What does social justice have to do with science education?

For this first blog, I wanted to spend some time explaining our Center’s focus on social justice through science education. What in the world does social justice have to do with science education? In our view, we can strive for social justice by helping all people to have the opportunity to gain the skills and knowledge they want to pursue – in the science context. Here at C(SE)^2 we do research that helps expand opportunities for students to learn about science content and practices in a deeper way. We work so that students who may not feel they are “science-minded” can understand the ways of knowing of science so that they feel included and feel free to take risks in order to explore deeper learning. Are all people currently getting the same opportunities to learn science? We don’t think so – yet. However, we are making some progress by looking at features of learning such as wonder as a tool for entry into science learning, self-awareness and self-regulation of learning processes while engaging in science investigations, and structures in STEM schools that can support students who are not yet engaged fully in their science education. In these ways, we can perhaps open some young minds toward the ways humans understand the harmonies in nature and understand our world a little better.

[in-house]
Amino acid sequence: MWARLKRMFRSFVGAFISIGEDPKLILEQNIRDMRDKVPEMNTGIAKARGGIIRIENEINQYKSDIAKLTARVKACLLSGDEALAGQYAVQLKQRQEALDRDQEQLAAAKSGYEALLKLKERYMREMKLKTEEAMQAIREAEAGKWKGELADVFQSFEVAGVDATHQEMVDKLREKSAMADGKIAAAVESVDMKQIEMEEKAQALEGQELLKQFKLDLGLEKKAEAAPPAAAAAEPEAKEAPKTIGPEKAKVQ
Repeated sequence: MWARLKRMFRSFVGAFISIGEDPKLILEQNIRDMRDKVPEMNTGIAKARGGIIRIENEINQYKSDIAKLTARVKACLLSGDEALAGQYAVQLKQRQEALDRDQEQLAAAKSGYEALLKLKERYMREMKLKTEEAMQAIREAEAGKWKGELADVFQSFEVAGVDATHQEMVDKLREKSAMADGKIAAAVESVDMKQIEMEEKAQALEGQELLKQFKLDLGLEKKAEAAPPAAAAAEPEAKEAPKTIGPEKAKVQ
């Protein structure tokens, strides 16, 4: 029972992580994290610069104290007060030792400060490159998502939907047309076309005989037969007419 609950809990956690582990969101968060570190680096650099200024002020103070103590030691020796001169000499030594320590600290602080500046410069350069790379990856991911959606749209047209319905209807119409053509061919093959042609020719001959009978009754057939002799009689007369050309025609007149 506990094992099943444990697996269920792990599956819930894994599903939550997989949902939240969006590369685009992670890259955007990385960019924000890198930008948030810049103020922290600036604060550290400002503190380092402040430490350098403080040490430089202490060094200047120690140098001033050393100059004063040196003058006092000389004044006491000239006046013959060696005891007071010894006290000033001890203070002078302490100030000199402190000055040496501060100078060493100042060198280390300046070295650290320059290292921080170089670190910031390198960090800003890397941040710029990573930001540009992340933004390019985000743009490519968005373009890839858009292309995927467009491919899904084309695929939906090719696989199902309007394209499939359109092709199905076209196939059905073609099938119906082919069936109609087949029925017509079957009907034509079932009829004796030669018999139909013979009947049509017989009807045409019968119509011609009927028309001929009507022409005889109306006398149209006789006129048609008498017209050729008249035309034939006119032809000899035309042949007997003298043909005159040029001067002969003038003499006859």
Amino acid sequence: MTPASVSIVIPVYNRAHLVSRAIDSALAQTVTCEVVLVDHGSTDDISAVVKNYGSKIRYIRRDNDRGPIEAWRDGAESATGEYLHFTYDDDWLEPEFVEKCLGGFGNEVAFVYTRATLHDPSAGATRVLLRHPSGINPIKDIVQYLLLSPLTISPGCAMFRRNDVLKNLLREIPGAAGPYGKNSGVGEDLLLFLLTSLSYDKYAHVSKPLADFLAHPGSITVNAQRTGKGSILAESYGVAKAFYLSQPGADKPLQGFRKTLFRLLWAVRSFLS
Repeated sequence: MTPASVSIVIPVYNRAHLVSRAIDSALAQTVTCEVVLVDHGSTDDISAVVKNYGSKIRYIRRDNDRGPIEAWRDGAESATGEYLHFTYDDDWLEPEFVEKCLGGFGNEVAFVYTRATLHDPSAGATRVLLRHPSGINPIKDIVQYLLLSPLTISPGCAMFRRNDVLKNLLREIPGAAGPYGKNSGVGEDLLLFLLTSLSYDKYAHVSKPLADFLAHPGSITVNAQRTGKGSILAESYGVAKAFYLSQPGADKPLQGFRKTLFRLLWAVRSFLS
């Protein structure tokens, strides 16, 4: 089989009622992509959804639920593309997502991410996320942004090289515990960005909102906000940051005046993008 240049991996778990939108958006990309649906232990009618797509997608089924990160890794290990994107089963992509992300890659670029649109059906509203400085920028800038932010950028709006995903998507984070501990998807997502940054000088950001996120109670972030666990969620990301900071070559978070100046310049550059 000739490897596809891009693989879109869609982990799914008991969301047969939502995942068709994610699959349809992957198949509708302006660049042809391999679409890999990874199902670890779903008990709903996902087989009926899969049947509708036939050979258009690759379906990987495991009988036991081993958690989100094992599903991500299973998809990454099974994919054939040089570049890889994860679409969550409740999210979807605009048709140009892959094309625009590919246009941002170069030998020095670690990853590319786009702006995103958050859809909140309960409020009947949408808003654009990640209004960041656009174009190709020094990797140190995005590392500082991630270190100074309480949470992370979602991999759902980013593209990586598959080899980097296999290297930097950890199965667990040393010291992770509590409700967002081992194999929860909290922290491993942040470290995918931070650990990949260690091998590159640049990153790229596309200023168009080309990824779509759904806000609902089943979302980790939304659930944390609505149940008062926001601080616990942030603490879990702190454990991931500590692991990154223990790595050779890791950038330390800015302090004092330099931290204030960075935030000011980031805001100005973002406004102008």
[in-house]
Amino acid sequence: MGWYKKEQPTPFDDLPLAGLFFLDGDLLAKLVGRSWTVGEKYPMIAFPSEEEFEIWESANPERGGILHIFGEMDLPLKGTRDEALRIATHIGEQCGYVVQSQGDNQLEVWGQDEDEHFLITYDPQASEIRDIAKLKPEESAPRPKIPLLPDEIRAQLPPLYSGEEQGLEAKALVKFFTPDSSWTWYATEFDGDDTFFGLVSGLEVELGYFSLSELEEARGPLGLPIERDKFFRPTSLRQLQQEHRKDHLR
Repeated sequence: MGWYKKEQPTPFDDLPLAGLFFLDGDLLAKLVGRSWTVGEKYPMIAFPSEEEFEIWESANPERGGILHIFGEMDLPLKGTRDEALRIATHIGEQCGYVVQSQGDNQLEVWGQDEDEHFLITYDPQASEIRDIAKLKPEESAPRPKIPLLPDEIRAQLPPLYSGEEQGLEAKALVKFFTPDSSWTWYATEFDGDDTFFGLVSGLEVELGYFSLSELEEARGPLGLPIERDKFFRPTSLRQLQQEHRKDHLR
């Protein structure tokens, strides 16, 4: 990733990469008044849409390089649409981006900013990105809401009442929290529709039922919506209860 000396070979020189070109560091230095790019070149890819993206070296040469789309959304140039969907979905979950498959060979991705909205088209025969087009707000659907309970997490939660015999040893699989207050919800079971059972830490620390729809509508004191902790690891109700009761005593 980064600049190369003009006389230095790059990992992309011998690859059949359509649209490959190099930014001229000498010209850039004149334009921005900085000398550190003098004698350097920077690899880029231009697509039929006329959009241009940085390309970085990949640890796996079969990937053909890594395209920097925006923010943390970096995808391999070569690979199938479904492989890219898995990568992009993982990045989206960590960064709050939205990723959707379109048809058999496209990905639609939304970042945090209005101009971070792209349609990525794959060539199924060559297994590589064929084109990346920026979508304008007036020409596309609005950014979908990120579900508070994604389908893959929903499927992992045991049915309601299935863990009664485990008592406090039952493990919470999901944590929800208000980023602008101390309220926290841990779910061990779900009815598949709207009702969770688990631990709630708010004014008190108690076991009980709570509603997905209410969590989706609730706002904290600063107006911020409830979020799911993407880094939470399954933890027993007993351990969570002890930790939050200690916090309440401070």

Not only is social justice through science education about opening opportunities for individuals. I also think it is about gaining better scientific knowledge. Think back historically. What if, say in the 1800’s, everyone was able to go to school and learn as they saw fit. What knowledge might we have now that we don’t currently have because of the social conditions then? I think Stephen J. Gould framed this issue well when he wrote “I am somehow less interested in the weight and convolutions of Einstein’s brain than in the near certainty that people of equal talent have lived and died in cotton fields and sweatshops.”  How much new or different information could we now have in the field of science had if all people had the same opportunity to learn science in the past?  We can’t solve the problems we have created with the same kind of thinking that started the problems. We need diversity in ways of seeing the world so that we have new ways of solving problems. Therefore, if our research can include more students or open opportunities for learning science, maybe we can nudge closer to that goal.

Thanks for taking the time to read the C(SE)^2 research blog!

Erin Peters-Burton